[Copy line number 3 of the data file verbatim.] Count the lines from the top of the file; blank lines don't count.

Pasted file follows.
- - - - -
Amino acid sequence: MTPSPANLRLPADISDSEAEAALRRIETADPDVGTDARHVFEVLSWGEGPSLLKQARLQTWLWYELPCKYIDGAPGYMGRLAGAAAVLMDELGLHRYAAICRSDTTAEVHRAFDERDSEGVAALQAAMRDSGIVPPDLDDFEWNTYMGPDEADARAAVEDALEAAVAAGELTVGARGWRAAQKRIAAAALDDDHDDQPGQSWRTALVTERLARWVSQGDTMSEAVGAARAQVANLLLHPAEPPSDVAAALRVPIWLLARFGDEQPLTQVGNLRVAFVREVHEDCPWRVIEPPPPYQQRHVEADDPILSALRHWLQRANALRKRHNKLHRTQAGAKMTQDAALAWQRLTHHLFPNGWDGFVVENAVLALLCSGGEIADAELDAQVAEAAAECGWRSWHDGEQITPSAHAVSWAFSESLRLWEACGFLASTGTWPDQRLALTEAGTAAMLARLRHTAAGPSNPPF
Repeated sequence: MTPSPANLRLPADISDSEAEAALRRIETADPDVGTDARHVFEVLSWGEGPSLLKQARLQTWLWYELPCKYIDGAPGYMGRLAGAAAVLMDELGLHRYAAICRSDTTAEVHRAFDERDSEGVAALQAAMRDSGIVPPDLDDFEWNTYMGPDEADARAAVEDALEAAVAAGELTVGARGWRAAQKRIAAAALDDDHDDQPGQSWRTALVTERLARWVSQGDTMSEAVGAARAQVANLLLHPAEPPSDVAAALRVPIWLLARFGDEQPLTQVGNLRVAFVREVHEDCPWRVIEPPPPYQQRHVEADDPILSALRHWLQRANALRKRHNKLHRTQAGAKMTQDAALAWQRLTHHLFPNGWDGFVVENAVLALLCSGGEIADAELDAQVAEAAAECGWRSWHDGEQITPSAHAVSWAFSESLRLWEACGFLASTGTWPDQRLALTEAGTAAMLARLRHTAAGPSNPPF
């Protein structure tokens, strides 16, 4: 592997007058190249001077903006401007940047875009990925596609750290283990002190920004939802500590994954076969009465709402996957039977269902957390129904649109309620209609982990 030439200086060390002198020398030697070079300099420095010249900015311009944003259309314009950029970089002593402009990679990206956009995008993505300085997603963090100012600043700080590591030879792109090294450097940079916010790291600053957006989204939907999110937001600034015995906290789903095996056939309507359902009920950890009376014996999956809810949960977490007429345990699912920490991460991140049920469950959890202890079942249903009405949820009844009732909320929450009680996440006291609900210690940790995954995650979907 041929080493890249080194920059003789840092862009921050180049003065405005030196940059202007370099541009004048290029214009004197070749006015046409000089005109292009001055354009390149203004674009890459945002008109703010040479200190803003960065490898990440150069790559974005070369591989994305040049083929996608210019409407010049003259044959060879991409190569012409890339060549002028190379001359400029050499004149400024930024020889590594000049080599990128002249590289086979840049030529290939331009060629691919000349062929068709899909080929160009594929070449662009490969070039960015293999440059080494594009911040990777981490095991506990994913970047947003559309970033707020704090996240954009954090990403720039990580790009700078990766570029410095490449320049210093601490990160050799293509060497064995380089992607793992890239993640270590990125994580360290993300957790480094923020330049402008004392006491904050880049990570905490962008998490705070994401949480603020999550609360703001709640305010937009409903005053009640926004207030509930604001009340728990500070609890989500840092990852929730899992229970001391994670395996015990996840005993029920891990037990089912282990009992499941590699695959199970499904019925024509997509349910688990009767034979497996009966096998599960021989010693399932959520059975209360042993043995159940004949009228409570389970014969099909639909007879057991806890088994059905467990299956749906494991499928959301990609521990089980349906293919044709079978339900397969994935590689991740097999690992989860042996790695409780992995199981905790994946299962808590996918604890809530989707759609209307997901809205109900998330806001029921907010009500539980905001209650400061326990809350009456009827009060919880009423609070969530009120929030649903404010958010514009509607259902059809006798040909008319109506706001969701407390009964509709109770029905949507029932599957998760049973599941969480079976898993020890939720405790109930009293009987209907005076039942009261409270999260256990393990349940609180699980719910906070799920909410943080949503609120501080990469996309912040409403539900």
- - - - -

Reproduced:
């Protein structure tokens, strides 16, 4: 592997007058190249001077903006401007940047875009990925596609750290283990002190920004939802500590994954076969009465709402996957039977269902957390129904649109309620209609982990 030439200086060390002198020398030697070079300099420095010249900015311009944003259309314009950029970089002593402009990679990206956009995008993505300085997603963090100012600043700080590591030879792109090294450097940079916010790291600053957006989204939907999110937001600034015995906290789903095996056939309507359902009920950890009376014996999956809810949960977490007429345990699912920490991460991140049920469950959890202890079942249903009405949820009844009732909320929450009680996440006291609900210690940790995954995650979907 041929080493890249080194920059003789840092862009921050180049003065405005030196940059202007370099541009004048290029214009004197070749006015046409000089005109292009001055354009390149203004674009890459945002008109703010040479200190803003960065490898990440150069790559974005070369591989994305040049083929996608210019409407010049003259044959060879991409190569012409890339060549002028190379001359400029050499004149400024930024020889590594000049080599990128002249590289086979840049030529290939331009060629691919000349062929068709899909080929160009594929070449662009490969070039960015293999440059080494594009911040990777981490095991506990994913970047947003559309970033707020704090996240954009954090990403720039990580790009700078990766570029410095490449320049210093601490990160050799293509060497064995380089992607793992890239993640270590990125994580360290993300957790480094923020330049402008004392006491904050880049990570905490962008998490705070994401949480603020999550609360703001709640305010937009409903005053009640926004207030509930604001009340728990500070609890989500840092990852929730899992229970001391994670395996015990996840005993029920891990037990089912282990009992499941590699695959199970499904019925024509997509349910688990009767034979497996009966096998599960021989010693399932959520059975209360042993043995159940004949009228409570389970014969099909639909007879057991806890088994059905467990299956749906494991499928959301990609521990089980349906293919044709079978339900397969994935590689991740097999690992989860042996790695409780992995199981905790994946299962808590996918604890809530989707759609209307997901809205109900998330806001029921907010009500539980905001209650400061326990809350009456009827009060919880009423609070969530009120929030649903404010958010514009509607259902059809006798040909008319109506706001969701407390009964509709109770029905949507029932599957998760049973599941969480079976898993020890939720405790109930009293009987209907005076039942009261409270999260256990393990349940609180699980719910906070799920909410943080949503609120501080990469996309912040409403539900």